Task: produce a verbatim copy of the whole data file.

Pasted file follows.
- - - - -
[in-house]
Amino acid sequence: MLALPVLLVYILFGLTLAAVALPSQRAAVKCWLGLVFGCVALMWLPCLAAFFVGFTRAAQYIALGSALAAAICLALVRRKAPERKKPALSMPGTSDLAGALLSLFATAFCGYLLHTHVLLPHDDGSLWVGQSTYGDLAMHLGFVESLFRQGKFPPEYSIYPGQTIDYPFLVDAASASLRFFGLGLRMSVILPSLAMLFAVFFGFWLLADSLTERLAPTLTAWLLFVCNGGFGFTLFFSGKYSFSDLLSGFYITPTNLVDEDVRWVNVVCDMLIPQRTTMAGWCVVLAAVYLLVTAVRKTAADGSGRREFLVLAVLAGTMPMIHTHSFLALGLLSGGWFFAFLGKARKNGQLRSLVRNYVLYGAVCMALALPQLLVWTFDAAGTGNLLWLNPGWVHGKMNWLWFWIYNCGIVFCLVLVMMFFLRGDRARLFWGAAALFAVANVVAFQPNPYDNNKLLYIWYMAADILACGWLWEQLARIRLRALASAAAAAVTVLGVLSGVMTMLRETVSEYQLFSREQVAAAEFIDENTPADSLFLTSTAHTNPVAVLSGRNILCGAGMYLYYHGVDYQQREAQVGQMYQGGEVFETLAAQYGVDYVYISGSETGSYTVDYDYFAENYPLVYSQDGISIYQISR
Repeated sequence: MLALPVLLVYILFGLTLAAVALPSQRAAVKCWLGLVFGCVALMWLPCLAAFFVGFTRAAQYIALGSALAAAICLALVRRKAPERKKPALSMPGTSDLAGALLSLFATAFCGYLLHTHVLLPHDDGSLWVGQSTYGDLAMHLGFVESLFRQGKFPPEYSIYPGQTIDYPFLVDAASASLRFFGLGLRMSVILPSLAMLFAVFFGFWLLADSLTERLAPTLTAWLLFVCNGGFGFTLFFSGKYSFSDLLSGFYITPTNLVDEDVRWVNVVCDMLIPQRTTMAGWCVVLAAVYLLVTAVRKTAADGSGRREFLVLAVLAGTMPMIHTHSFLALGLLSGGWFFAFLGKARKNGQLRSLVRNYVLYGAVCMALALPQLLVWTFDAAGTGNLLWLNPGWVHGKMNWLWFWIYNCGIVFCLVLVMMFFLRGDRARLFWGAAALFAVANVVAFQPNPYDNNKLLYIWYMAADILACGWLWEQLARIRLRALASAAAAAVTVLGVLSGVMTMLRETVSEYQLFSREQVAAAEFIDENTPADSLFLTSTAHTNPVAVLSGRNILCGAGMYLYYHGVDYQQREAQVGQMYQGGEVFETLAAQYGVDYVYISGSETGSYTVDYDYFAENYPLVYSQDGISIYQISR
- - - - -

[in-house]
Amino acid sequence: MLALPVLLVYILFGLTLAAVALPSQRAAVKCWLGLVFGCVALMWLPCLAAFFVGFTRAAQYIALGSALAAAICLALVRRKAPERKKPALSMPGTSDLAGALLSLFATAFCGYLLHTHVLLPHDDGSLWVGQSTYGDLAMHLGFVESLFRQGKFPPEYSIYPGQTIDYPFLVDAASASLRFFGLGLRMSVILPSLAMLFAVFFGFWLLADSLTERLAPTLTAWLLFVCNGGFGFTLFFSGKYSFSDLLSGFYITPTNLVDEDVRWVNVVCDMLIPQRTTMAGWCVVLAAVYLLVTAVRKTAADGSGRREFLVLAVLAGTMPMIHTHSFLALGLLSGGWFFAFLGKARKNGQLRSLVRNYVLYGAVCMALALPQLLVWTFDAAGTGNLLWLNPGWVHGKMNWLWFWIYNCGIVFCLVLVMMFFLRGDRARLFWGAAALFAVANVVAFQPNPYDNNKLLYIWYMAADILACGWLWEQLARIRLRALASAAAAAVTVLGVLSGVMTMLRETVSEYQLFSREQVAAAEFIDENTPADSLFLTSTAHTNPVAVLSGRNILCGAGMYLYYHGVDYQQREAQVGQMYQGGEVFETLAAQYGVDYVYISGSETGSYTVDYDYFAENYPLVYSQDGISIYQISR
Repeated sequence: MLALPVLLVYILFGLTLAAVALPSQRAAVKCWLGLVFGCVALMWLPCLAAFFVGFTRAAQYIALGSALAAAICLALVRRKAPERKKPALSMPGTSDLAGALLSLFATAFCGYLLHTHVLLPHDDGSLWVGQSTYGDLAMHLGFVESLFRQGKFPPEYSIYPGQTIDYPFLVDAASASLRFFGLGLRMSVILPSLAMLFAVFFGFWLLADSLTERLAPTLTAWLLFVCNGGFGFTLFFSGKYSFSDLLSGFYITPTNLVDEDVRWVNVVCDMLIPQRTTMAGWCVVLAAVYLLVTAVRKTAADGSGRREFLVLAVLAGTMPMIHTHSFLALGLLSGGWFFAFLGKARKNGQLRSLVRNYVLYGAVCMALALPQLLVWTFDAAGTGNLLWLNPGWVHGKMNWLWFWIYNCGIVFCLVLVMMFFLRGDRARLFWGAAALFAVANVVAFQPNPYDNNKLLYIWYMAADILACGWLWEQLARIRLRALASAAAAAVTVLGVLSGVMTMLRETVSEYQLFSREQVAAAEFIDENTPADSLFLTSTAHTNPVAVLSGRNILCGAGMYLYYHGVDYQQREAQVGQMYQGGEVFETLAAQYGVDYVYISGSETGSYTVDYDYFAENYPLVYSQDGISIYQISR